$ip_address = (Invoke-WebRequest -Uri “” | ConvertFrom-Json).data.ip

PS C:Windowssystem32> $ip_address


Build open source clouds with 4 OpenStack guides and tutorials

Every time you turn around, it seems like there’s a new open source project which might be of value to a cloud administrator. A huge number of these projects fall under the umbrella of OpenStack, the open source cloud toolkit.
Fortunately, there are plenty of tools out there to help with growing your OpenStack knowledge base, from meetups and in-person training, to mailing lists and IRC channels, to books, websites, and the official documentation.
Adding to that list are many individual members of the OpenStack community who are sharing their own tutorials, guides, and other helpful information across their own blogs and community sites. In order to help you keep up with these, every month takes a look a the latest community-created educational content for OpenStackers and brings it to you here.

  • One of the more interesting aspects of OpenStack is that it really is a composable toolkit of different projects which are designed to be used in conjunction with one another but which can provide value to other projects outside of OpenStack itself. One great example of that are OpenStack’s storage projects, which can be used independently of OpenStack or swapped out within an OpenStack cloud. Recently, John Griffith provided a great tutorial for how OpenStack’s Cinder block storage project can be used with Docker and Linux container systems.
  • One of the challenges that comes up in having so many different interchangeable parts, particularly with storage components, is knowing how to choose the right one for your needs and the needs of your cloud’s users. Learn all about the various factors that are important to consider in this guide to selecting a storage backend for OpenStack.
  • Mistral provides a workflow service within OpenStack, which the TripleO project recently adopted in the most recent release cycle. Like any cloud project, the team encountered a few unexpected hiccups along the way, and documented them in this look at debugging Mistral in TripleO.
  • One challenge of a large project like OpenStack with a diversity of contributors, often working on pseudo-independent projects is that the code base can reflect a variety of different coding styles and bring ambiguities related to uncertainties in the code. Various automated tools can help to reign this in; one such tool, Eslint, is specifically oriented towards JavaScript code. Learn how to implement Eslint for your OpenStack project’s JavaScript-based sections.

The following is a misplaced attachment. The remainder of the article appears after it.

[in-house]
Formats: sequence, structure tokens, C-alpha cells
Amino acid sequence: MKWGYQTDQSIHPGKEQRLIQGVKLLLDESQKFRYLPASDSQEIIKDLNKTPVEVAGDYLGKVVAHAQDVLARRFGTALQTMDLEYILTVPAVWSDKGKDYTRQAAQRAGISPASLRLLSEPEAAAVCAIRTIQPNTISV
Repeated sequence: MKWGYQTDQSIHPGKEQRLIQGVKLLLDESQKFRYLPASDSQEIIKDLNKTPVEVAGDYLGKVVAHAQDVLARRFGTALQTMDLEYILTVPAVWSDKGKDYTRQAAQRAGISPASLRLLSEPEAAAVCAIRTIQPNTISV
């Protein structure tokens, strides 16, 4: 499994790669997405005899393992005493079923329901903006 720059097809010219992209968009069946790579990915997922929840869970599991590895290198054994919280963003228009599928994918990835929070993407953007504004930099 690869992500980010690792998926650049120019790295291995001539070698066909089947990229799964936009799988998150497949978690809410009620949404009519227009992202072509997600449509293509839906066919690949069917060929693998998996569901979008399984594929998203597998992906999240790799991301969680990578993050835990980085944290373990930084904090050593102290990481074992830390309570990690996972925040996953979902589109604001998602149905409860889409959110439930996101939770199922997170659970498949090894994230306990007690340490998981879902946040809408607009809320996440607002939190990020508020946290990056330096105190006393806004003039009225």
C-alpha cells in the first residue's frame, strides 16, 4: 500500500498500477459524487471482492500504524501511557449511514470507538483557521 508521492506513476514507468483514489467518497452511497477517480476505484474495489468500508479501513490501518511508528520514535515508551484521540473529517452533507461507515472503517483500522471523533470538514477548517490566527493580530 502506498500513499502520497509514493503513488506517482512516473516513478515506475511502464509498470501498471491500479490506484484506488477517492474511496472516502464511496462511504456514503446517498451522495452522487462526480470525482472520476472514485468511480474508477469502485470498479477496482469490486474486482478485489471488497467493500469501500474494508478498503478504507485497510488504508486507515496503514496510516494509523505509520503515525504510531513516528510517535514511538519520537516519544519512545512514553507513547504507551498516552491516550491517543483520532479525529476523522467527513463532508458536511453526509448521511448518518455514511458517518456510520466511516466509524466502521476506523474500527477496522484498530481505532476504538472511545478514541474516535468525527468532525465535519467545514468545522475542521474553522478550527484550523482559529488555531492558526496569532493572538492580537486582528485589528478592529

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An introduction to OpenStack clouds for beginners

What is OpenStack? Who might use it?

OpenStack is an open source cloud operating system written in Python
to manage pools of compute, storage, and networking resources via
command-line interface (CLI) or a web-based dashboard. It is designed to
run on commodity hardware and is sometimes referred as Infrastructure
as a Service (IaaS). OpenStack runs on common Linux platforms such as
RHEL, SUSE, or Ubuntu.

OpenStack is an infrastructure (or in simpler terms, a cloud). It can
create an environment that provides on-demand increase or decrease of
resource allocation, and the resources are not limited to a single
location. Big data, web services, and Network Function Virtualization
(NFV) for service providers are all good applications for OpenStack.

What are the key services and components of OpenStack? What do they do?

OpenStack follows a bi-annual release cycle, with each release
identified by a name instead of number, so the first release was Austin,
the current release is Mitaka, and the previous releases were Liberty
and Kilo, respectively. Since the Kilo release, OpenStack has started to